The Odd Couple

The Odd Couple

Martin Walker

NIXON AND KISSINGER:Partners in Power.By Robert Dallek.HarperCollins. 740 pp. $32.50

Read Time:
1m 17sec

The cover of this mammoth book depicts the odd couple in what seems a characteristic pose. Two middle-aged men in suits and proper leather shoes are walking up a path toward the White House. Their backs are to the camera. Richard Nixon is on the right, in trousers a little too short for him. He strides stiffly, his head lowered and his hands clenched behind a back that appears rigid with tension. On the left, both deferential and tutorial, Henry Kissinger seems relaxed as he bends slightly toward his president, making some long-forgotten point. They could almost be friends, but there is a distance between them, a palpable lack of intimacy.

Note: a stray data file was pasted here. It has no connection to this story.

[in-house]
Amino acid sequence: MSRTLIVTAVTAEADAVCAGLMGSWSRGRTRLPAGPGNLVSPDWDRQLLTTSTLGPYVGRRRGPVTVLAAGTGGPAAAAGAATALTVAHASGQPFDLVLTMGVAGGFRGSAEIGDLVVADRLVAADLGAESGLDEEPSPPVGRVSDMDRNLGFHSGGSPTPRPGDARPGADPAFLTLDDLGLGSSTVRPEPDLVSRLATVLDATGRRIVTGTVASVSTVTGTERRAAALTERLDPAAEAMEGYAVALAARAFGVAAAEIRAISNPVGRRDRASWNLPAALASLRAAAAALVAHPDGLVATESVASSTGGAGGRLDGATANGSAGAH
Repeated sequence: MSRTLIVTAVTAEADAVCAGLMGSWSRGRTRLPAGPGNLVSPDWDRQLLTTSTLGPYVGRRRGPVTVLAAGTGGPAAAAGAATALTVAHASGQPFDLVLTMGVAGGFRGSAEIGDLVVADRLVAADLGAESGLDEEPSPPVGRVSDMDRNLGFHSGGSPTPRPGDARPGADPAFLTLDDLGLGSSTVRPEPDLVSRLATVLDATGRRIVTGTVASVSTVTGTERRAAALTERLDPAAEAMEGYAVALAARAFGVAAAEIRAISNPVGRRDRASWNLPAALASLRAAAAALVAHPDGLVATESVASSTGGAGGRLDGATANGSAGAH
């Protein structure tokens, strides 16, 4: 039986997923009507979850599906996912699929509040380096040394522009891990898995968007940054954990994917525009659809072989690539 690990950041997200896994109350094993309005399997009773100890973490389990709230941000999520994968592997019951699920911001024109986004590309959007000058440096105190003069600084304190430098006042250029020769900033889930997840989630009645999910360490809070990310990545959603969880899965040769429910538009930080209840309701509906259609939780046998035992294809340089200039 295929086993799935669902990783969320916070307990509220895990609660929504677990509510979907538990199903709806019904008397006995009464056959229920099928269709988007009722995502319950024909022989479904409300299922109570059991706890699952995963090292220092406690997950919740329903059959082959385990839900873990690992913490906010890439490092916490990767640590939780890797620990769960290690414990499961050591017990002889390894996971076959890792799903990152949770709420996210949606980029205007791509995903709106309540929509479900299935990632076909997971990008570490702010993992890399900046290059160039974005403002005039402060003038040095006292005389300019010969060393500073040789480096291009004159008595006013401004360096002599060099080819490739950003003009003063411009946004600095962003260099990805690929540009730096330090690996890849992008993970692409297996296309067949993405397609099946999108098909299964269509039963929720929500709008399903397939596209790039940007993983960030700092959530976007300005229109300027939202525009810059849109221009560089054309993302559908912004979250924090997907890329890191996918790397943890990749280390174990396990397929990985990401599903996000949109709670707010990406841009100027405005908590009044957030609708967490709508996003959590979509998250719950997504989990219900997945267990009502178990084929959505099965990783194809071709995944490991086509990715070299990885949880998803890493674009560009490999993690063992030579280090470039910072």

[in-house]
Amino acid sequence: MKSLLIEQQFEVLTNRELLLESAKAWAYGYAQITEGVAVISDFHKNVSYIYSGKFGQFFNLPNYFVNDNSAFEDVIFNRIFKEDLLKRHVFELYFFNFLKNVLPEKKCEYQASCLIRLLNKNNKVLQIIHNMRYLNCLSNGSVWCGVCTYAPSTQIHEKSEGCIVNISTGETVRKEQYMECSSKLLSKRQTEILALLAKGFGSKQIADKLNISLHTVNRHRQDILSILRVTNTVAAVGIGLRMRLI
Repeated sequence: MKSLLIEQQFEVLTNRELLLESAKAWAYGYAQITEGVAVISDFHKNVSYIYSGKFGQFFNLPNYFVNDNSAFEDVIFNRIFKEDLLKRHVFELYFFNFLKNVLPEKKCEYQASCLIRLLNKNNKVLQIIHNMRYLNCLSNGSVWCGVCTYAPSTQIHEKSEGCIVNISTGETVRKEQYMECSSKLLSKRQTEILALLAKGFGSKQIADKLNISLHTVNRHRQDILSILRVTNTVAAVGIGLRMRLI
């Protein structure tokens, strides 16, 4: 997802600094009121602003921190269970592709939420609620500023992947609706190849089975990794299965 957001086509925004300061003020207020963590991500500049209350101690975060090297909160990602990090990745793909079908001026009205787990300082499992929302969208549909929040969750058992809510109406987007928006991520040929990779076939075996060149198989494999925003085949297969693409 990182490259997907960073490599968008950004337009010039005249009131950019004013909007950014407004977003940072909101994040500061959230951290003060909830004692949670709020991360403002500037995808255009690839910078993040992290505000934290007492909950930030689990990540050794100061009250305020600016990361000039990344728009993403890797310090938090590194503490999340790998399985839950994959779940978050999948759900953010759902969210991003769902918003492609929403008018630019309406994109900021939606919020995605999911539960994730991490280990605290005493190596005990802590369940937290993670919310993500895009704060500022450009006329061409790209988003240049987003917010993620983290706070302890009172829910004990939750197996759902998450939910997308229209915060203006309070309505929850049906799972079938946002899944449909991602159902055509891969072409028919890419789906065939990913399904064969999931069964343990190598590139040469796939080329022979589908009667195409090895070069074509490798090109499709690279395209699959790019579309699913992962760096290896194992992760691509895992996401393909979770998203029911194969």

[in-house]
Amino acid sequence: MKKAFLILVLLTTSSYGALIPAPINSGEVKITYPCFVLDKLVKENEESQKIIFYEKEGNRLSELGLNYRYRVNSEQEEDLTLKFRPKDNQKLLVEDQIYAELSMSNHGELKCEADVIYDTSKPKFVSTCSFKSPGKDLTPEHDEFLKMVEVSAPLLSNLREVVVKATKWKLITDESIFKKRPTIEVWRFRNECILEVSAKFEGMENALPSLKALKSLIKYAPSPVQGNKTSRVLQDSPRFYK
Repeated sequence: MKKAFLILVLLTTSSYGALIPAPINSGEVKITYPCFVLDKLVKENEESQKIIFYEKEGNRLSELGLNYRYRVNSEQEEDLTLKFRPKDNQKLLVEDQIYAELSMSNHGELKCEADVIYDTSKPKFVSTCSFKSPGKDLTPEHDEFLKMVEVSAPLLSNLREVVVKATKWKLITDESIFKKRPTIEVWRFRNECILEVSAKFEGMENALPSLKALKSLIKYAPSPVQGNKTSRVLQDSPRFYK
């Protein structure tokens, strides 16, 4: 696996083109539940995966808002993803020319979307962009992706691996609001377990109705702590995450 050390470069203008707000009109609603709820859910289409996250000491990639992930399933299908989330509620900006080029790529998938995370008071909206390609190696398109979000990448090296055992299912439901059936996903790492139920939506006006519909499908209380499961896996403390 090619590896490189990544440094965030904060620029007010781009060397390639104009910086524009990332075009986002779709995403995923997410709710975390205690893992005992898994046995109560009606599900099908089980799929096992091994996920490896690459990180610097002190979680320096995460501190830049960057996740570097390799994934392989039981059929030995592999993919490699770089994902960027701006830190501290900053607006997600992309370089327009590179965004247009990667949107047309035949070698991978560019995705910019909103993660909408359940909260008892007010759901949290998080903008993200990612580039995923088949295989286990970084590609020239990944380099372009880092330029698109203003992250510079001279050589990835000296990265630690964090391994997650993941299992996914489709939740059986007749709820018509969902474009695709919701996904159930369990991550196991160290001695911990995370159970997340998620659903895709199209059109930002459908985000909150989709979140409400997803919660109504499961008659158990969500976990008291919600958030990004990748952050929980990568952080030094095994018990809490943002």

When apart and in private, they could be cruel about each other. My “Jew boy,” Nixon called his gifted national security adviser. According to presidential historian Robert Dallek, Nixon “accurately suspected that Kissinger saw himself as a superior intellect manipulating a malleable president.” Kissinger in turn called Nixon “that maniac” or “our drunken friend” or “the meatball mind.” Of his trials during his first year in the Nixon White House, Kissinger confided to British ambassador John Freeman, with whom he was far more candid about American foreign policy than he ever was with the State Department (at least until he became secretary of state), “I have never met such a gang of self-seeking bastards in my life. . . . I used to find the Kennedy people unattractively narcissistic, but they were idealists. These people are real heels.”

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